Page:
[10] Alexander V Melerzanov, “Plastic Surgery in Russia,” Prime – International Journal of Aesthetic and Anti-Aging Medicine (17 January 2014), https://www.prime-journal.com/plastic-surgery-in-russia/ (accessed 22 October 2018).

[11] International Society of Aesthetic Plastic Surgery, “International Study of Aesthetic / Cosmetic Procedures Performed in 2016 (Summary),”

https://www.isaps.org/wp-content/uploads/2017/10/GlobalStatistics.WorldWide.Summary2016s-1.pdf (accessed 22 October 2018).

[12] American Society of Plastic Surgeons, “2017 Plastic Surgery Statistics Report ‘ 2017 Reconstructive Surgery Statistics,” https://www.plasticsurgery.org/documents/News/Statistics/2017/reconstructive-procedure-trends-2017.pdf (accessed 22 October 2018).

Surgical Specialties Emerging from World War I (Part One of Two)

Around mid-November, I was to give the paper captioned above at a World War I Symposium entitled “Imperial Implosions: World War One and Its Implications” at California State University Channel Islands in Camarillo. About an hour before I was to go on, the campus was evacuated because of the advancing Woolsey Fire. The university was physically safe, but continued smoke forced symposium sponsors to cancel, and the campus didn’t reopen until the Monday after Thanksgiving.

Here is that paper, presented in two parts, the next part next week. I could not get the footnotes to transfer, so if you want to see them, let me know and I’ll send you a copy of the paper.

At the very worst, this should help you fall asleep tonight!

Echoes of World War One in the Surgical World

Thomas L Snyder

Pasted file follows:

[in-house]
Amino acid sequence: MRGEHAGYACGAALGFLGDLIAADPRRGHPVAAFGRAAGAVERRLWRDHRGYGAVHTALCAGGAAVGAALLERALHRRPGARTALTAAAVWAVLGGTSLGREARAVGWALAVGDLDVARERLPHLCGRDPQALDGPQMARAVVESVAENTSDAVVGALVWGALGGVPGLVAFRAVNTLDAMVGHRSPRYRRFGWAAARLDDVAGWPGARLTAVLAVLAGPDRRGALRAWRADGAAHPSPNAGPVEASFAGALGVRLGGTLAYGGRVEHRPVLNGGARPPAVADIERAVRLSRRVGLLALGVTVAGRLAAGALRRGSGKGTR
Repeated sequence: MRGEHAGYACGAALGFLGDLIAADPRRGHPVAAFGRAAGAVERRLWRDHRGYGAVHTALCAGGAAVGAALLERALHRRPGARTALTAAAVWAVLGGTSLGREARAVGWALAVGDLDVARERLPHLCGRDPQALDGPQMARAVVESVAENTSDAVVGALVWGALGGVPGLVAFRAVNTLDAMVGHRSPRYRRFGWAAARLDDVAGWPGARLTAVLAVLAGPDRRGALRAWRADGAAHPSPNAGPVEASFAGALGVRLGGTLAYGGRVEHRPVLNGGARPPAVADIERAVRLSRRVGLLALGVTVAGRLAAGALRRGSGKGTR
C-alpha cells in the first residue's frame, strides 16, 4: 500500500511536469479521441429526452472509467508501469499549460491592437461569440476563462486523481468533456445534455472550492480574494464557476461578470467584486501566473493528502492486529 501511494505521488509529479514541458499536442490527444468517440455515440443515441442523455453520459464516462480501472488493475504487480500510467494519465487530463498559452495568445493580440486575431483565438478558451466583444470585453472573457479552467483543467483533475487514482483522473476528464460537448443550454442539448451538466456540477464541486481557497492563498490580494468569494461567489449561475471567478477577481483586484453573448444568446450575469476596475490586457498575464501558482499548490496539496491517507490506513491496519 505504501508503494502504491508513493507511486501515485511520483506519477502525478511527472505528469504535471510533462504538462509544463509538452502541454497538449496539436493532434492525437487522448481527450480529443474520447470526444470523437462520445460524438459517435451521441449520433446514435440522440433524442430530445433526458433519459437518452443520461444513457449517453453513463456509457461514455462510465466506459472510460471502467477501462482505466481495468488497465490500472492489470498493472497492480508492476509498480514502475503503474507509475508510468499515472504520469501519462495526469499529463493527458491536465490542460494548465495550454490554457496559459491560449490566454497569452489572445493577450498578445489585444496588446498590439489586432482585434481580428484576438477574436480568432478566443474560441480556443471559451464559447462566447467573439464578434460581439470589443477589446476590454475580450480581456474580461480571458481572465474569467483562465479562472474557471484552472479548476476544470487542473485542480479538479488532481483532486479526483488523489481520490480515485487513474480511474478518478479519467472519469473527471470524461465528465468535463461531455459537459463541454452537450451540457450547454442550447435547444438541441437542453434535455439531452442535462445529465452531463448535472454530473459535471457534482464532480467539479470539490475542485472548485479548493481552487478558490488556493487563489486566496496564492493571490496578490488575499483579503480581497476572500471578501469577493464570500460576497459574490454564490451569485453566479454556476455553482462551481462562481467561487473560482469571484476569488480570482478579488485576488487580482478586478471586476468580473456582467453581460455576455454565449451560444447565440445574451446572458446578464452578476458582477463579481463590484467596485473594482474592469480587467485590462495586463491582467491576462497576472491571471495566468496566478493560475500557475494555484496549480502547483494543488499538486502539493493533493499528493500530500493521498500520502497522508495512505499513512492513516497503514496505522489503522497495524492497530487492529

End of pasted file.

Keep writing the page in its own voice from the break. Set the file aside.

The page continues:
The Hippocratic admonition that “a man who would become a surgeon should join an army and follow it” has long been cliché in medical circles. The ancients generally attributed disease to the anger of unappeased gods. But they took a distinctly practical view when it came to the injuries of combat: sword and arrow wounds were visibly the result of human agency, and called for active human intervention instead of appeals to distant deities. The desire to help their comrades eventually saw the emergence of men who “specialized” in handling the wounds of war. The Sumerian / Akkadian (4000-1000 BCE) Asu was an empirical operator who wielded sharp (surgical) instruments, in contradistinction to the more spiritual sorcerer (Baru) and priestly (Ashipu) healers of disease. The Assyrians (900-600 BCE) formalized the Asu’s role as a military official, responsible for wound care, field hygiene (including burial of the dead), and health assessment of prisoners of war (who were prospective slaves). The Egyptian swnw was similarly appointed to serve in the army in war and peace; he was expected to be skilled in the management of war wounds and other injuries. In ancient India, Hindu men who practiced surgery were given the sobriquet shalyahara – remover of arrows. Similarly, the ancient Greek word for “physician”, iatros, translates as “arrow extractor” from Ionian Greek. While physicians may have been contracted by their Generals, Roman legionaries received field treatment from men called capsarii, binders of wounds. Roman military hospitals – an innovation that arose from the need to care for soldiers at the frontiers of the empire and a long, hazardous distance from home – were sophisticated permanent structures that featured an elaborate surgical set-up and protected interior “pulse” space designed for the care of an influx of fresh combat injuries should local battles break out.